One could argue that Iowa State is in danger of falling back to the dark ages of the rivalry. McCarney doesn't believe his work will be for naught based on his approach to turning it around.
"What I found out through the years is that you can only control what you can control and the past has nothing to do with the present," he said.
Many fans rationalized McCarney's success in the series by saying he put all his eggs in the Iowa game basket. It was his super bowl. He started preparing for the next match-up right after the previous one ended.
"It's funny how people try to make sense of things," McCarney said. "I just never wanted my coaches and players to feel like they had to take a back seat to Iowa or anyone else. We had good coaches. We had good players. We had a tremendous university. We should be proud of who we were.
"We wanted to be at our best and turn the thing into a four-quarter football game. We didn't talk about it as a super bowl. We didn't talk about it as all-or-nothing game. We never said we had to win the game or it's all down the drain. It would be crazy to put that kind of pressure on a football team."
McCarney grew up a Hawkeye, played for Iowa and cut his coaching teeth there. Heck, his father was the police chief in Iowa City. Those facts weren't enough to make him become impartial when he was released as Iowa State's coach.
"I had one of the most excellent experiences I could have had with Coach Fry, but there was one athletic director and one college president, in Gene Smith and Martin Jischke, who gave me the opportunity to be a head coach at a Division I university," McCarney said. "I will always be indebted and loyal to Iowa State. My children grew up as Iowa State Cyclones.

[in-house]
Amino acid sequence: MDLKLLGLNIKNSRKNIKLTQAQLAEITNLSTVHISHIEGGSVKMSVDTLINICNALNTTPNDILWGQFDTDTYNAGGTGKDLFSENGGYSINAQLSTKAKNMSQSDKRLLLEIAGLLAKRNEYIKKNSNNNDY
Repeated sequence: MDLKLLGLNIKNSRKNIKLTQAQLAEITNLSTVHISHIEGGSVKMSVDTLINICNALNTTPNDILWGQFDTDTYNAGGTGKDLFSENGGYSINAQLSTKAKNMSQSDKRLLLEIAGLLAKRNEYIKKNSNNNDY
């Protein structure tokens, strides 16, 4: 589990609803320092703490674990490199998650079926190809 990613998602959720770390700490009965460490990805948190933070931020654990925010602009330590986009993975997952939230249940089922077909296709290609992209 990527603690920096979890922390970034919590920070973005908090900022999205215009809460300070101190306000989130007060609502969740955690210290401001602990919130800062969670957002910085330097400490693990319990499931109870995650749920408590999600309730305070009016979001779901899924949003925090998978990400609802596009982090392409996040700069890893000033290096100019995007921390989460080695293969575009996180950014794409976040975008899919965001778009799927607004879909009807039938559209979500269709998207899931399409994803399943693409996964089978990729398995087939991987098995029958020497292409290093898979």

"I got to pull for Paulie Rhoads. He help me build that foundation Iowa State and I've got to pull for the Cyclones in this one."
McCarney landed an Iowa high school player in his first recruiting class at North Texas, City High's Andrew McNulty. The coach expected to use the quarterback in this week's game. He wasn't opposed to dipping back into the Hawkeye State for players in the future.
"It's about relationships," McCarney said. "If we do have a relationship with a coach or a family and we have a realistic shot to recruit a young man, we will. I feel like I have to have a real shot like we did when we got Andrew McNulty.
"I know what you get with Iowa guys. I know how tough they are and how loyal they are. The work ethic is great. If I can bring some more down here, I'd sure love to."
It's tough not to appreciate McCarney's passion for football and his roots. His absence from this rivalry leaves a hole for Iowa fans who loved to dislike him. He hopes that never changes.
"If nothing else is said about my time at Iowa State, I'll always be proud that we did turn that thing back into a great rivalry where every year fans from both teams knew there was a shot to win," he said. "When you do that after 15 years of getting knocked around the way Iowa State had, that will always be very meaningful to me."